Obama came bearing goodies all I got was the ‘Yes We Can’ T-shirt, and I’m happy

By the time Air Force One entered Kenyan airspace, American spy satellites were already locked on several locations in Nairobi, Jomo Kenyatta International Airport was akin to a militarised zone, major roads leading to the CBD were off-limits to the public, and exactly where the president of the United States would stay remained a closely guarded secret.

On disembarking, US President Barack Obama was greeted by Kenyan President Uhuru Kenyatta, and ushered into the “Beast,” the famous armour-plated presidential limousine.

Everywhere he went, he was guarded by scores of American Secret Service agents and Kenyan paramilitary forces. Every TV station was tuned into every aspect of the visit and newspapers devoted acres of space to tell and retell the Barack Obama story.

What a mindboggling difference to the first time he visited Kenya, the land of his father, who was mostly absent from his life.

Then, as he told a gathering at the Kasarani Stadium where he gave a speech on factors that hold down Kenya and Africa, he arrived with a backpack, was driven around in his half-sister’s car, which broke down several times, stayed in a cramped flat, and travelled anonymously around the country.

This difference tells the really significant story that we are missing as we analyse and debate the value of his visit to Kenya.

It is true, as some have remarked, that his association with Kenya — and his presidential visit — has generated unprecedented interest in the country. He has been a marketing phenomenon that no tourism promotional video could ever match.

All we now need in order to translate this huge international interest into mega tourism dollars is to address our terrorism and crime problems, fix our infrastructure and desist from killing each other at every election cycle.

Others have correctly pointed out that the “Obama effect” has got business people interested in Kenya and the region. Again, to translate this interest into investments, we need to rationalise our bureaucracy and get rid of corruption.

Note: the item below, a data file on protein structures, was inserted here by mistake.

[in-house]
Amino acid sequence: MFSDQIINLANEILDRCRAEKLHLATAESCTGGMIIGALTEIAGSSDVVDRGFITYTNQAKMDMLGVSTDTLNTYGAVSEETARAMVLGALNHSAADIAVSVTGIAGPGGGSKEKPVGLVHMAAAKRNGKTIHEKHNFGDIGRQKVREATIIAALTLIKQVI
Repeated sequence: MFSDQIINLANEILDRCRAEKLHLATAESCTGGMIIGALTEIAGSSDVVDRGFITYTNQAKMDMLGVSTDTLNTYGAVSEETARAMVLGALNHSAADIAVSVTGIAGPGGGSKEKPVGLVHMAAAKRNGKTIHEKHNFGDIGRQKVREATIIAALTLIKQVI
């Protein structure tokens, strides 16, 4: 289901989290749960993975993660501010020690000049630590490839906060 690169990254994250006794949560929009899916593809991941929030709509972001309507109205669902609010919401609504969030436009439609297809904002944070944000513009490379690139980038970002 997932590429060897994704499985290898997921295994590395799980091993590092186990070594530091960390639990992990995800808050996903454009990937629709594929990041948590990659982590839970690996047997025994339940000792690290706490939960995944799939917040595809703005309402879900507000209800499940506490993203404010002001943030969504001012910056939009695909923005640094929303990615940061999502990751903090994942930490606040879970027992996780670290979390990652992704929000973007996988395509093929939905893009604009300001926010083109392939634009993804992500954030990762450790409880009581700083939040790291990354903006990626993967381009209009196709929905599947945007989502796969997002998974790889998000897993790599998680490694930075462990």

This latter might be difficult, given the fact that some of those in key leadership positions are themselves corrupt. The problem is further compounded by our tribalism, as witnessed by the clamour by fellow kinsmen for the reinstatement of those suspended from their high positions because of corruption.

People have also hoped that Obama will increase aid to Africa and help open up American markets to African goods.

This has not happened to an appreciable degree, partly because Obama has not been as strong on Africa as perhaps other US presidents and partly because we have not taken full aantage of instruments such as Agoa.

This is an area with huge potential. We can exploit this potential by crafting a strong and consistent American strategy. We often seem to be unsure about what we want from our relationships, drifting from West to East and vice versa to spite the one and then the other.

Perhaps, now that Obama has significantly dealt with the huge problems that gripped America at the time of his taking office, and wound down American military engagement in Afghanistan and Iraq, he may devote a lot more time to Africa.

And yet, as important as these benefits of the “Obama effect” are or will be, the story of the poor lad without any powerful or wealthy connections, a mixed-race kid raised by a single mother, who rose to be president of the USA holds the true meaning of Barack Obama.

In the 1960s and 1970s, Muhammad Ali stretched physical limitations and challenged psychological and other limitations placed on him by others as well as by himself. In so doing, he transcended boxing, and came to define the human spirit.

Likewise, Obama has beaten impossible odds, challenging our limited notions of the possible. He has transcended politics to represent something deeply profound that will resonate throughout the ages.

He has taught us — black, white, women, men — to defy that voice of doubt in us planted by racism, sexism, culture, societal orthodoxies, etc, and say: Yes, we can!

Tee Ngugi is a political and social commentator based in Nairobi.